Just playing with `z² / z² + 2z + 2`

on WolframAlpha. That’s Wikipedia’s example of a function with two poles (= two singularities = two infinities). Notice how “boring” line-only pictures are compared to the the 3-D ℂ→>ℝ picture of the mapping (the one with the poles=holes). That’s why mathematicians say ℂ uncovers more of “what’s really going on”.

As opposed to normal differentiability, ℂ-differentiability of a function implies:

- infinite descent into derivatives is possible (no chain of
`C¹ ⊂ C² ⊂ C³ ... Cω`

like usual)

nice Green’s-theorem type shortcuts make many, many ways of doing something equivalent. (So you can take a complicated real-world situation and validly do easy computations to understand it, because a squibbledy path computes the same as a straight path.)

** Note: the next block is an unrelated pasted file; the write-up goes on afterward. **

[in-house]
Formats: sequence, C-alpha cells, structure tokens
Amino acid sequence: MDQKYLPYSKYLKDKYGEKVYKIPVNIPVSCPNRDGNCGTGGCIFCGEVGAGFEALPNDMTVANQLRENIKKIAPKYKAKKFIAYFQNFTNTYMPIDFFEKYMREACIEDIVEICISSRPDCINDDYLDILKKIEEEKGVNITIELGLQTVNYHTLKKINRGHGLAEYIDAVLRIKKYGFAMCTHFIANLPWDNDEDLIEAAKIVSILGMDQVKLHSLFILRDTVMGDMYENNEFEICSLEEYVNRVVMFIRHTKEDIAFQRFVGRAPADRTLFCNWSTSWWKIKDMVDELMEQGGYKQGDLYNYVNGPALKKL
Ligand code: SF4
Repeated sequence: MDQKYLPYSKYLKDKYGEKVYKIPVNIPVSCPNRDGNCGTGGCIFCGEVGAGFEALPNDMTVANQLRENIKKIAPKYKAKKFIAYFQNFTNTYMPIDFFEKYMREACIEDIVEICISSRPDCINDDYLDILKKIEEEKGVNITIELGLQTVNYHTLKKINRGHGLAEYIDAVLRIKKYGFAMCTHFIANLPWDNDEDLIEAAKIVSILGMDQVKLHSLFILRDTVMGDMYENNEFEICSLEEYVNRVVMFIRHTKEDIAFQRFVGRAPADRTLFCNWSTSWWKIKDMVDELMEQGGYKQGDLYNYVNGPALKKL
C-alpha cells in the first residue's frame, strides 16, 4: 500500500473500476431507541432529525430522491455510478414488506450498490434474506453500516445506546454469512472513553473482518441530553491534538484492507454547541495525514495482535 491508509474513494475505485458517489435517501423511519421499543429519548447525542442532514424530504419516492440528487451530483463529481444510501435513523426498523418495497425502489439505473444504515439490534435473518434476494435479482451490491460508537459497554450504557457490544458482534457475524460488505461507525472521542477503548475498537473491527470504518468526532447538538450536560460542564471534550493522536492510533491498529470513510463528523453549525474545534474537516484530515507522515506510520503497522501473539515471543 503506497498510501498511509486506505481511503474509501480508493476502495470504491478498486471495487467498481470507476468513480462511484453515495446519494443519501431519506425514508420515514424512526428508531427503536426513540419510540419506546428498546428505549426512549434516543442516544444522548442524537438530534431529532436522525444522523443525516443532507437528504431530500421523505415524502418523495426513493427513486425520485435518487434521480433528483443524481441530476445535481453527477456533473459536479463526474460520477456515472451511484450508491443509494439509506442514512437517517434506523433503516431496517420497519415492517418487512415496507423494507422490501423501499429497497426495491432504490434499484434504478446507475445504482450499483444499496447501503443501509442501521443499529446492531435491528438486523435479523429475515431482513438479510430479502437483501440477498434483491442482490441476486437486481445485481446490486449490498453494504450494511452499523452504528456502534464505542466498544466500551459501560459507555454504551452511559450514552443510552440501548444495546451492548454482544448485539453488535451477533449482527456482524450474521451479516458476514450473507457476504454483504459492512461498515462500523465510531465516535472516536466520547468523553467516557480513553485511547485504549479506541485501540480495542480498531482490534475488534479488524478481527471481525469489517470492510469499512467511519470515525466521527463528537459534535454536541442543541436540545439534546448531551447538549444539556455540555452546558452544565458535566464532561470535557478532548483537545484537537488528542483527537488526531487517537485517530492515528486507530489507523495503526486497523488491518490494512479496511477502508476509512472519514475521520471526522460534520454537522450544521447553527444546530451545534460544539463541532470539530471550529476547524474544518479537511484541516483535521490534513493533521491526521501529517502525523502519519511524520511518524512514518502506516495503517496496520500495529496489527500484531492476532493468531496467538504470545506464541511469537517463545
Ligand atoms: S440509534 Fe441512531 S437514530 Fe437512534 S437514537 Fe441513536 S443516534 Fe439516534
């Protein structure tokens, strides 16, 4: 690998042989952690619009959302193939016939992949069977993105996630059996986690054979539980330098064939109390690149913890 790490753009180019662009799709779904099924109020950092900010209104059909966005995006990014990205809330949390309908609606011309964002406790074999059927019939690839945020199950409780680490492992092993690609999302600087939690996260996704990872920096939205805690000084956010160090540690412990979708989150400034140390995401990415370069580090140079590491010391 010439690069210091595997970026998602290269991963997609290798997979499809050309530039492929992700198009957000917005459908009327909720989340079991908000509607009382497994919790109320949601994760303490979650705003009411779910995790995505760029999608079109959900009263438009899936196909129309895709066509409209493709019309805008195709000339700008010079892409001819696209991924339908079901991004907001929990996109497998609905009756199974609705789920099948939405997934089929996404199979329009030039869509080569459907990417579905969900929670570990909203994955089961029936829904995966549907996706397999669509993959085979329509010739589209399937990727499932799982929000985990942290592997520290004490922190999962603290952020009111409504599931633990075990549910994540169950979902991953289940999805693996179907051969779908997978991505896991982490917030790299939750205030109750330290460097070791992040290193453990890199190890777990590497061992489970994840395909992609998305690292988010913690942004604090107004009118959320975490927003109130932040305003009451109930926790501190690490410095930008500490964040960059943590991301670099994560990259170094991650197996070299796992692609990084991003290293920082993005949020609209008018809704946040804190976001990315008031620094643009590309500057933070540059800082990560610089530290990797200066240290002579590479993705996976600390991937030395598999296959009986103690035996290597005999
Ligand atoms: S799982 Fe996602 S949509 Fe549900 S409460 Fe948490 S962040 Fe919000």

Pretty interesting to just change things around and see how the parts work.

- The roots of the denominator are
`1+i`

and `1−i`

(of course the conjugate of a root is always a root since `i`

and `−i`

are indistinguishable)
- you can see how the denominator twists
- a fraction in ℂ space maps lines to circles, because lines and circles are turned inside out (they are just flips of each other: see also projective geometry)
- if you change the
`z^2/`

to a `z/`

or a `1/`

you can see that.
- then the Wikipedia picture shows the poles (infinities)

Complex ℂ→ℂ maps can be split into four parts: the input “real”⊎”imaginary”, and the output “real"⊎"imaginary”. Of course splitting them up like that hides the holistic truth of what’s going on, which comes from the perspective of a “twisted” plane where the elements `z`

are `mod z • exp(i • arg z)`

.

ℂ→ℂ mappings mess with my head…and I like it.